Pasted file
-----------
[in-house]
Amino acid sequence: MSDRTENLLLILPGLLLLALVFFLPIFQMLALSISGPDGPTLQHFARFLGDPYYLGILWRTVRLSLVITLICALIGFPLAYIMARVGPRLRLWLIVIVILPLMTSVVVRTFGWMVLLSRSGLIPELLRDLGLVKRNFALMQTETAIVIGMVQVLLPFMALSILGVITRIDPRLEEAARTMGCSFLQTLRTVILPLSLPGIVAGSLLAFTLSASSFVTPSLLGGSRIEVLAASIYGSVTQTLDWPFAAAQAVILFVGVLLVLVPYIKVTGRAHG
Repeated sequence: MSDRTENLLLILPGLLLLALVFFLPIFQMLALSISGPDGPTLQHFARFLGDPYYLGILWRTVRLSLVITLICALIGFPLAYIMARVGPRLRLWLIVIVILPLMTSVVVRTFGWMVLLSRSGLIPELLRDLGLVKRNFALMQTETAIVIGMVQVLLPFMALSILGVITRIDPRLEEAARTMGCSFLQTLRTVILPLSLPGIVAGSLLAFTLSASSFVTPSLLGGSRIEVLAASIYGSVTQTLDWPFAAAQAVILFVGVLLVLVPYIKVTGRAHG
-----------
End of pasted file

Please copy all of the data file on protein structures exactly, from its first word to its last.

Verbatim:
[in-house]
Amino acid sequence: MSDRTENLLLILPGLLLLALVFFLPIFQMLALSISGPDGPTLQHFARFLGDPYYLGILWRTVRLSLVITLICALIGFPLAYIMARVGPRLRLWLIVIVILPLMTSVVVRTFGWMVLLSRSGLIPELLRDLGLVKRNFALMQTETAIVIGMVQVLLPFMALSILGVITRIDPRLEEAARTMGCSFLQTLRTVILPLSLPGIVAGSLLAFTLSASSFVTPSLLGGSRIEVLAASIYGSVTQTLDWPFAAAQAVILFVGVLLVLVPYIKVTGRAHG
Repeated sequence: MSDRTENLLLILPGLLLLALVFFLPIFQMLALSISGPDGPTLQHFARFLGDPYYLGILWRTVRLSLVITLICALIGFPLAYIMARVGPRLRLWLIVIVILPLMTSVVVRTFGWMVLLSRSGLIPELLRDLGLVKRNFALMQTETAIVIGMVQVLLPFMALSILGVITRIDPRLEEAARTMGCSFLQTLRTVILPLSLPGIVAGSLLAFTLSASSFVTPSLLGGSRIEVLAASIYGSVTQTLDWPFAAAQAVILFVGVLLVLVPYIKVTGRAHG